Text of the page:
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The interior features upgraded materials and visual textures. I was fooled momentarily into thinking that was real metal trim on the dashboard. A probing tap revealed it to be metallic plastic, albeit attractive plastic that I wouldn’t mind staring on my daily commute.

The controls for the HVAC system and stereo system were logically laid out and clearly marked. The chunky steering wheel feels good in the hand, but I found the thumb-activated buttons to be a bit oddly organized. Then again, I only had a few hours behind the wheel to deal with that learning curve.

In classic Golf fashion, the instrument cluster uses simple white on black graphics that are easy to see in all conditions. Between the large analog gauges is a monochromatic multi-information display that puts everything from hands-free call information to audio source data at a glance.

Whether you choose navigation or not, all 2015 Golf models will feature MIB touchscreen infotainment.
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In addition to that screen, all 2015 Golf models will feature a 5.8-inch touchscreen as part of the new MIB infotainment system, which stands for “Modular Infotainment Something-in-German. The list of standard audio sources is admirable, including HD Radio, USB and SD card connectivity, and Bluetooth audio streaming and being a modular system, it’s easily upgradable to add other features, such as GPS navigation. It would appear that the upgrading happens in the glovebox, where you’ll find optical media slots and way more SD card slots and holders than you’ll probably ever need.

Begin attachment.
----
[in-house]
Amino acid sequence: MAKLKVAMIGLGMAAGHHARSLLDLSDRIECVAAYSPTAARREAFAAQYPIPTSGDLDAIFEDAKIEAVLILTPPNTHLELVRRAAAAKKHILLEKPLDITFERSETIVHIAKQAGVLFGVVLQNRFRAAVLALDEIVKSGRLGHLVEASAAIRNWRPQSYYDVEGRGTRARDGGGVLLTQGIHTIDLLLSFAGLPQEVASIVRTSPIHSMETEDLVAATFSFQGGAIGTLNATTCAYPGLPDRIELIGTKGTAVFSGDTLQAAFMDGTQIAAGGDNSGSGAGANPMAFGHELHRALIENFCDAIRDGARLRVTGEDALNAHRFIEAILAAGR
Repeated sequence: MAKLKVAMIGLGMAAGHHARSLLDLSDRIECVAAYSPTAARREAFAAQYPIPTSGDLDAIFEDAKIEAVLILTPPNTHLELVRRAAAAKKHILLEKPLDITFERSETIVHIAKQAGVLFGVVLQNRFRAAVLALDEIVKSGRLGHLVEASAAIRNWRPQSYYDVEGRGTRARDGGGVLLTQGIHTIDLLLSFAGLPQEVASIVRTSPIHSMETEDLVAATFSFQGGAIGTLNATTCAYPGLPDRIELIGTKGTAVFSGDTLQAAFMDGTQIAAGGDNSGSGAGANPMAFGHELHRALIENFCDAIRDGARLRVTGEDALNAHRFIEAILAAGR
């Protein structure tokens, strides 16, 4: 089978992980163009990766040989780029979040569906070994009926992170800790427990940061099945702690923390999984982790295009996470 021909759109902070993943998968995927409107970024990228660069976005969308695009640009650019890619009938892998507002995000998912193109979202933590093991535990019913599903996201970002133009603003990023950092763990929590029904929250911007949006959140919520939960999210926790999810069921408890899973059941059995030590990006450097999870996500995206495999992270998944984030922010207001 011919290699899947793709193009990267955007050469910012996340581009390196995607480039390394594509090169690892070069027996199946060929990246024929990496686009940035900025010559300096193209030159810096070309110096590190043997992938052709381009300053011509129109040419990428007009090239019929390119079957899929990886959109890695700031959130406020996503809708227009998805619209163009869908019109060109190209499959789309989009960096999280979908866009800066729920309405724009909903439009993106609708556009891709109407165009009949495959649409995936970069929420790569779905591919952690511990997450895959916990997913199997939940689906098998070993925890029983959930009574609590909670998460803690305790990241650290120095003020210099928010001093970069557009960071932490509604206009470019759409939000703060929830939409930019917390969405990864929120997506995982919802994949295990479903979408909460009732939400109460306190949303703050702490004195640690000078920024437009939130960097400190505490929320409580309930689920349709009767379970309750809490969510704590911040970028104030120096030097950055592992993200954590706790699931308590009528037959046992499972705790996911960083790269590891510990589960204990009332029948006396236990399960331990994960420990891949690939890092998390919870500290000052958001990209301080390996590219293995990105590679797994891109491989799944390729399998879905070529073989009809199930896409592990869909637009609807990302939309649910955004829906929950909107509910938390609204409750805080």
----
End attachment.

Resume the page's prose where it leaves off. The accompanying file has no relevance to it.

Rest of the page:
Navigation was simple enough to use and featured decent graphics, but I couldn’t help but think that the map imagery seemed oddly low-resolution, particularly when compared to the rest of the MIB system’s crisply rendered graphics for menus and audio source display. The Mk7 Golf with its MIB system is also one of the first vehicles that we’ve seen with a native Apple Lightning dongle hanging out of it’s center stack for fast iPhone connectivity. Our iPhone toting Senior Editor was happy to see this addition, even if he poo-pooed VW’s continued use of the awkward, proprietary MDI connection.

VW’s Car-Net telematics system makes a return appearance for this generation, but we weren’t able to spend a lot of time poking around for new features.

The Golf adds a few new driver aid technologies, but continues to lag slightly behind the competition in this respect.
Antuan Goodwin/CNET

Driver aid and safety tech is limited to an available forward collision warning system, rear camera, and park distance sensors, all of which are optional features. It’s slightly disappointing to see the VW lacking a blind spot monitoring system, which you’ll find on its competitors, but the Golf’s corner visibility is pretty good.

The most unique safety feature is one that you’ll never hope to use: a post-collision braking system that automatically engages the Golf’s brakes in the event of a collision to prevent secondary collisions after the initial impact.

The 2015 Volkswagen Golf TSI and TDI will launch alongside the GTI Mk7 this year and be joined by the Golf R and Golf Sportwagen in 2015. Pricing for the TSI will range from 17,995 for a limited-edition, slightly-decontented Launch Edition to $26,995 for the range-topping SEL model with stops in between for S, SE, and the new Sport trim levels.